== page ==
Gig Work and the Discourse of Autonomy: Fictitious Freedom in Japan’s Digital Economy
The introduction of ‘gig work’ has been accompanied by an official discourse which highlights the benefits for ‘gig workers’, especially as arises from the more autonomous nature of this particular type of employment. In contrast, this paper draws upon the cultural political economy approach to argue that the move towards gig work is more accurately conceptualised as an attempt to legitimate the further flexibilisation of labour markets within advanced industrial democracies, seeking to construct economic imaginaries that are best described as a form of ‘fictitious freedom’. In drawing on the cultural political economy approach, the paper explores the interaction between the structural, discursive and technological selectivities which have generated these outcomes. This is done through a discussion of the case of Japan, which is selected as a key case that highlights the tensions and pressures leading to the introduction of gig work in this way across the advanced industrial democracies. The article shows how gig work sees new digital technologies used in an attempt to increase productivity and thereby further growth, locking gig workers into low-skilled and low-paid super-fragmented tasks, whilst at the same time heralding the benefits that gig work can provide for a range of contemporary problems.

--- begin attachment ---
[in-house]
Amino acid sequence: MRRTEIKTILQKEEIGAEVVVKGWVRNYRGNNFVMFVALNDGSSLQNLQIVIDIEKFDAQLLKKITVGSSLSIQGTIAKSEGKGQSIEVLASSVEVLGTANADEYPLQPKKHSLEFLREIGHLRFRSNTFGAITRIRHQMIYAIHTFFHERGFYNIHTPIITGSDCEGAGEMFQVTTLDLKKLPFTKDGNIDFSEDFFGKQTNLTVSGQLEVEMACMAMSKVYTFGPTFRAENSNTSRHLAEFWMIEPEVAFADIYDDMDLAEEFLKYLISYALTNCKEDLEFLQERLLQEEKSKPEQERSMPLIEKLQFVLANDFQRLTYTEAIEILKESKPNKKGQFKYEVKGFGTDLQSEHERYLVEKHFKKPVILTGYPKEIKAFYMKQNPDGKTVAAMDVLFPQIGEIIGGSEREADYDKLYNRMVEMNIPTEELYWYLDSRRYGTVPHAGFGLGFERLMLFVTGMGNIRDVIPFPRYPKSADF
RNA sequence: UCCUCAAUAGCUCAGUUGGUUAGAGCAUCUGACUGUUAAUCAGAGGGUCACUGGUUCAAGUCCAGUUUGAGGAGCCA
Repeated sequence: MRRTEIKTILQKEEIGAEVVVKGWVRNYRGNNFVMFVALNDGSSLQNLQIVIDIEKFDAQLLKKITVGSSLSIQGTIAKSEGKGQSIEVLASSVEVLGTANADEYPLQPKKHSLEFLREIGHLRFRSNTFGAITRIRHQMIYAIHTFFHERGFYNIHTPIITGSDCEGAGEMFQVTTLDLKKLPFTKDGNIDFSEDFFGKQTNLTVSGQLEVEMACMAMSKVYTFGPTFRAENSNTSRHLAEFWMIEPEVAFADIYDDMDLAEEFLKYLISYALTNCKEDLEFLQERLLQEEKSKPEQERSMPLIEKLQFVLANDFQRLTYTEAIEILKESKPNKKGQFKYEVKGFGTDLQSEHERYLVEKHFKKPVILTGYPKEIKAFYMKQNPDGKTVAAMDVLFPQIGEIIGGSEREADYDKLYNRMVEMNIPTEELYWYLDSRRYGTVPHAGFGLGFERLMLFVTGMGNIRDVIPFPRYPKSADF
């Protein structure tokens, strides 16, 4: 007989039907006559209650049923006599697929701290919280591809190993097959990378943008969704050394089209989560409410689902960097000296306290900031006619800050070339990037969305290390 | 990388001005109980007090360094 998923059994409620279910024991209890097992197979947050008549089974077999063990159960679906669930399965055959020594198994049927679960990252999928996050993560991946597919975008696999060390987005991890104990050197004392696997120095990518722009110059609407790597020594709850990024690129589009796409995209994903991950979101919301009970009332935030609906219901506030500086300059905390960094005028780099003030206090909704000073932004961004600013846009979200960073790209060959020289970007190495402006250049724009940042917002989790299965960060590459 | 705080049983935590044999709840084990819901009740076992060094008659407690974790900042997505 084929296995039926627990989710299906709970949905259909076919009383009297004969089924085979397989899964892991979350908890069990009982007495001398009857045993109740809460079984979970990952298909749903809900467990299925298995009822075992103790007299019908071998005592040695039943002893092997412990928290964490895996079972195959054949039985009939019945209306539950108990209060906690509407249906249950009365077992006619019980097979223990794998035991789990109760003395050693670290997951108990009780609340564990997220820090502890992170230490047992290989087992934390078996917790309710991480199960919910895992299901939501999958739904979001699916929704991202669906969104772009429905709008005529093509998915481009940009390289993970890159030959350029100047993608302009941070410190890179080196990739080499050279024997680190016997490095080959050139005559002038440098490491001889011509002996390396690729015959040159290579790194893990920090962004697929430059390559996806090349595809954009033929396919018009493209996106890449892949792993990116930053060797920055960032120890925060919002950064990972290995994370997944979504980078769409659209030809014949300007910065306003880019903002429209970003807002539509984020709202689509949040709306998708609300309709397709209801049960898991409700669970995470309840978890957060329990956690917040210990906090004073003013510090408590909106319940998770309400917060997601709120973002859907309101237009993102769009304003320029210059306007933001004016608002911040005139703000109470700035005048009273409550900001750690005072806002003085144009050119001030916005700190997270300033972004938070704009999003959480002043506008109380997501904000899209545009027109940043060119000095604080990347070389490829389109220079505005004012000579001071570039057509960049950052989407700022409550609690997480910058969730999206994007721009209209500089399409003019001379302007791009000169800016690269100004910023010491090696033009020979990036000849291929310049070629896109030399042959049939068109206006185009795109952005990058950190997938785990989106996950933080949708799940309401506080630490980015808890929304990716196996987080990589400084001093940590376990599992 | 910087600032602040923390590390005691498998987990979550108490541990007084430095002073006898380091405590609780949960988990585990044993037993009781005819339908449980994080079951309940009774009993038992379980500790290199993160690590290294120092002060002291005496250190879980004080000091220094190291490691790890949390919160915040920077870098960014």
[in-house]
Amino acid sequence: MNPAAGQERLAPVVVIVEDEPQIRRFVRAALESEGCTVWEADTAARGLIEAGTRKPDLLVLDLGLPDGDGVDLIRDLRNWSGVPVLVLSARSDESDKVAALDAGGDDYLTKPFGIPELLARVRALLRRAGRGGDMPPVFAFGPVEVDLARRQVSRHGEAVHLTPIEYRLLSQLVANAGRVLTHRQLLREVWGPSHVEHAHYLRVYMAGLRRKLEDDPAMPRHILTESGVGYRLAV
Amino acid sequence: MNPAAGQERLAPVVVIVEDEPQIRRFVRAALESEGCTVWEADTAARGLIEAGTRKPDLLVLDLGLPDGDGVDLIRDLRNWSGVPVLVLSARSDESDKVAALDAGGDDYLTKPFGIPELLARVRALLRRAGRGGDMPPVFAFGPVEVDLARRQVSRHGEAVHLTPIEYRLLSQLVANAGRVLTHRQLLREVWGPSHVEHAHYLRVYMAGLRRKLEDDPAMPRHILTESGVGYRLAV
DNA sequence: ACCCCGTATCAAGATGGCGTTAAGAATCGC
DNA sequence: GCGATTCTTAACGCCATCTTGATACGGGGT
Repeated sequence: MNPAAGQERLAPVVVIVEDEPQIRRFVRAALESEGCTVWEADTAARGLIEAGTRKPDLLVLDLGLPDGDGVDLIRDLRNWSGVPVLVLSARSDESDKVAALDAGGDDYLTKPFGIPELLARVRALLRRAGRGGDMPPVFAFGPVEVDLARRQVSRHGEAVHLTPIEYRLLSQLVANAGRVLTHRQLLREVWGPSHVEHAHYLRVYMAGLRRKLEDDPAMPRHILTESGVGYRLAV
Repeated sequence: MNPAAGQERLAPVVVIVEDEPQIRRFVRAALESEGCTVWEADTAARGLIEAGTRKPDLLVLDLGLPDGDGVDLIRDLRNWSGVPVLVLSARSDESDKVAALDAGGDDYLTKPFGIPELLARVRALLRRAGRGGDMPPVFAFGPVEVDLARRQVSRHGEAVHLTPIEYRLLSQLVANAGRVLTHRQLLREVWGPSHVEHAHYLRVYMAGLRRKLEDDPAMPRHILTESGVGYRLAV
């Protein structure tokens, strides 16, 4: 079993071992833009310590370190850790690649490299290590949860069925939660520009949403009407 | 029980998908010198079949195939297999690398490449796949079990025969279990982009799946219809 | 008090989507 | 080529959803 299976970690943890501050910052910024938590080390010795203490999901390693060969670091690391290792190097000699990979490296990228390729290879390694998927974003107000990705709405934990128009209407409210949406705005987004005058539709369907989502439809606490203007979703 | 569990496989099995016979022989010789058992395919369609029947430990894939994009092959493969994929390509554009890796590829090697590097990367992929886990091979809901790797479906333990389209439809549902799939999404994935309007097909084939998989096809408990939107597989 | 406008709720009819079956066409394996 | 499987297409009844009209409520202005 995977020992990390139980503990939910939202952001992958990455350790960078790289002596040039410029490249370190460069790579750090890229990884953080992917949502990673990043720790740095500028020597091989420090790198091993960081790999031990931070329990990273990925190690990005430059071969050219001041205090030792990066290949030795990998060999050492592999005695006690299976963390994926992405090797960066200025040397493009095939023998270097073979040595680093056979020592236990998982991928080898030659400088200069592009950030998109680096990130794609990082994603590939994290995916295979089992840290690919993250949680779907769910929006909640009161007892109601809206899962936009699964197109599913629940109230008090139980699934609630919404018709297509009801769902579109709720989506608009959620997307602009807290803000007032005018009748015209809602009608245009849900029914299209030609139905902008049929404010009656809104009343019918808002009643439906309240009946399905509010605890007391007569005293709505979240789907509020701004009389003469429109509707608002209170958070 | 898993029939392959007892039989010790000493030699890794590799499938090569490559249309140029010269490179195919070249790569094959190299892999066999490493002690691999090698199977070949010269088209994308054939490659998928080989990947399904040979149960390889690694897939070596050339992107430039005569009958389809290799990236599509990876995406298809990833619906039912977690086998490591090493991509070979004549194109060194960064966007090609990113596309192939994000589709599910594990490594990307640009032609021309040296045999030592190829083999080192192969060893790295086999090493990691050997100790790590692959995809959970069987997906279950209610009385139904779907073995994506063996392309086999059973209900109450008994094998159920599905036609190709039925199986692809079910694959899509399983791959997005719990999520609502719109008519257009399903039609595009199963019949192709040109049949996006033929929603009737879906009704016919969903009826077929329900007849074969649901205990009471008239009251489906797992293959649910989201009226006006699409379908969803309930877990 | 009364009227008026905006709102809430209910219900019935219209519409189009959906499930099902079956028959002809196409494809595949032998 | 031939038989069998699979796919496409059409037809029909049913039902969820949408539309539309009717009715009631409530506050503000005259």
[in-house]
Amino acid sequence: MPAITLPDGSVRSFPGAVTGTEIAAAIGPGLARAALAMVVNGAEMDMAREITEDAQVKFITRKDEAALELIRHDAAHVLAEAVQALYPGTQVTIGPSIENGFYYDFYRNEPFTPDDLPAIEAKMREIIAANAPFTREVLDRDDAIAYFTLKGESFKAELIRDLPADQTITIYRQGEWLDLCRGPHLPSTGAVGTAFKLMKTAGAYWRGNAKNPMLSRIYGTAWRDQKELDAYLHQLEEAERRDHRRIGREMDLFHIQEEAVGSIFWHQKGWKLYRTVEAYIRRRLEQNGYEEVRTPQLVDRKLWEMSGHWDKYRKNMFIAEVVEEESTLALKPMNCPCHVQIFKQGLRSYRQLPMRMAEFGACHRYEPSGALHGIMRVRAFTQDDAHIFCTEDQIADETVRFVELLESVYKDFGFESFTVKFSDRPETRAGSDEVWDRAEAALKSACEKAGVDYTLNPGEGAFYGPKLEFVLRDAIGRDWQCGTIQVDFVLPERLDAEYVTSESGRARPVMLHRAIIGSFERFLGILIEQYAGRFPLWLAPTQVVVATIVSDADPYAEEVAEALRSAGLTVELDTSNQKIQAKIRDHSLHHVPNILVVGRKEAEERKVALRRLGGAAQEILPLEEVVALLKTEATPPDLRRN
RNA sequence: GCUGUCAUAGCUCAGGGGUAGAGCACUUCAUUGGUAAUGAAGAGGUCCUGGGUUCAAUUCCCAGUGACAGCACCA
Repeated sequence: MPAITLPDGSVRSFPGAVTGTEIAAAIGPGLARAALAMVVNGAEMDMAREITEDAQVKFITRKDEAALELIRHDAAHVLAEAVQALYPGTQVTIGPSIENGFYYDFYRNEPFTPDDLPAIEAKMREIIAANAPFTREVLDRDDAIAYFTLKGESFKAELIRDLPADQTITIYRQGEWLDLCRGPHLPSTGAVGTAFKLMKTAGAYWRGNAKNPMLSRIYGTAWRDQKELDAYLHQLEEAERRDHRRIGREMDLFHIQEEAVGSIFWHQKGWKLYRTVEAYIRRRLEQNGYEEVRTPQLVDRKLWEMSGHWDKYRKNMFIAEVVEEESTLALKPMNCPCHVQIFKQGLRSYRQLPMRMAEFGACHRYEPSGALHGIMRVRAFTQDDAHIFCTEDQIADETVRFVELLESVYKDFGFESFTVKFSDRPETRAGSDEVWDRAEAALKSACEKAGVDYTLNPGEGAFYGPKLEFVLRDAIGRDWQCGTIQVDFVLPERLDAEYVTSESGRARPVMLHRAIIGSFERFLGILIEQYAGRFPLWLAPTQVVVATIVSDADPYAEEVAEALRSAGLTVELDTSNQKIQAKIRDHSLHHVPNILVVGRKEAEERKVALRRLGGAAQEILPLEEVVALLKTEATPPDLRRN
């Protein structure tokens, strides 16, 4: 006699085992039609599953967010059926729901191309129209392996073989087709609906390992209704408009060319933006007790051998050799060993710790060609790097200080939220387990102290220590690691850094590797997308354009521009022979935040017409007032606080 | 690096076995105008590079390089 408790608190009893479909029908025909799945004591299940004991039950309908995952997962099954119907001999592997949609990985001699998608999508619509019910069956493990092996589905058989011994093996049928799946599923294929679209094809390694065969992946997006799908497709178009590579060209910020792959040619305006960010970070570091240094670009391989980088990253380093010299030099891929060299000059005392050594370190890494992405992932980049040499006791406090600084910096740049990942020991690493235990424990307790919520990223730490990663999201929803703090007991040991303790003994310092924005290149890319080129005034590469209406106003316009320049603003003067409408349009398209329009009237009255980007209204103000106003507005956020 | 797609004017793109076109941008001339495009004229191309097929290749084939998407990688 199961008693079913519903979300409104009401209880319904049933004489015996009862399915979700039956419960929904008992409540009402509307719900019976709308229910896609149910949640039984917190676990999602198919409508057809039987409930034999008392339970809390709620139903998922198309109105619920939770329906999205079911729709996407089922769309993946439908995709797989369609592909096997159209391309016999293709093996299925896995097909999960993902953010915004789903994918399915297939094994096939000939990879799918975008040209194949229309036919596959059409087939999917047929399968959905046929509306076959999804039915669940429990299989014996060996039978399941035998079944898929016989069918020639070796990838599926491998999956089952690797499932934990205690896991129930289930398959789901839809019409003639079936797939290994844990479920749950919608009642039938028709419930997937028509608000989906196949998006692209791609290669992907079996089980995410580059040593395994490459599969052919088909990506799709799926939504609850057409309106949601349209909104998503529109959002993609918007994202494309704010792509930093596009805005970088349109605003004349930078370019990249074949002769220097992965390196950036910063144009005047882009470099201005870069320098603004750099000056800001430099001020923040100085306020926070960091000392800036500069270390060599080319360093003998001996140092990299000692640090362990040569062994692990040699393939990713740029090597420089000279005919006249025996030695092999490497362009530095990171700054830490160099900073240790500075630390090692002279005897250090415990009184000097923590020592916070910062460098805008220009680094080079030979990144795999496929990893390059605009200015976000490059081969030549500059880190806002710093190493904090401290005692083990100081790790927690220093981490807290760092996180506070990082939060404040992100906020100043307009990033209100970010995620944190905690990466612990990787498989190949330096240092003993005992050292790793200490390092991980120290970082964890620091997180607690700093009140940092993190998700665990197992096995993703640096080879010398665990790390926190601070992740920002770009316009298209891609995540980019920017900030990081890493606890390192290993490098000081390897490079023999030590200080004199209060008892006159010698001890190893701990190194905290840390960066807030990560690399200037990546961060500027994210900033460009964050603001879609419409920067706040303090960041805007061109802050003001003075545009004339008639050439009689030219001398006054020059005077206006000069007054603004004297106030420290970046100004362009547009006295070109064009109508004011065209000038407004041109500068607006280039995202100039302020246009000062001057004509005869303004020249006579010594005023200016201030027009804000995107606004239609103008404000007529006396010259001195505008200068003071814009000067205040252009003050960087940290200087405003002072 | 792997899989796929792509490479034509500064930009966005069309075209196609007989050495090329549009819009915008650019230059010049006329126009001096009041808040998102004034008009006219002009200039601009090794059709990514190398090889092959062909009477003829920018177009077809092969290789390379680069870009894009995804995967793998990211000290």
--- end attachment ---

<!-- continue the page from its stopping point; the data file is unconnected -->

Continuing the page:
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- Research publication
- autonomy, flexibility and control
- Qualitative research
- Open access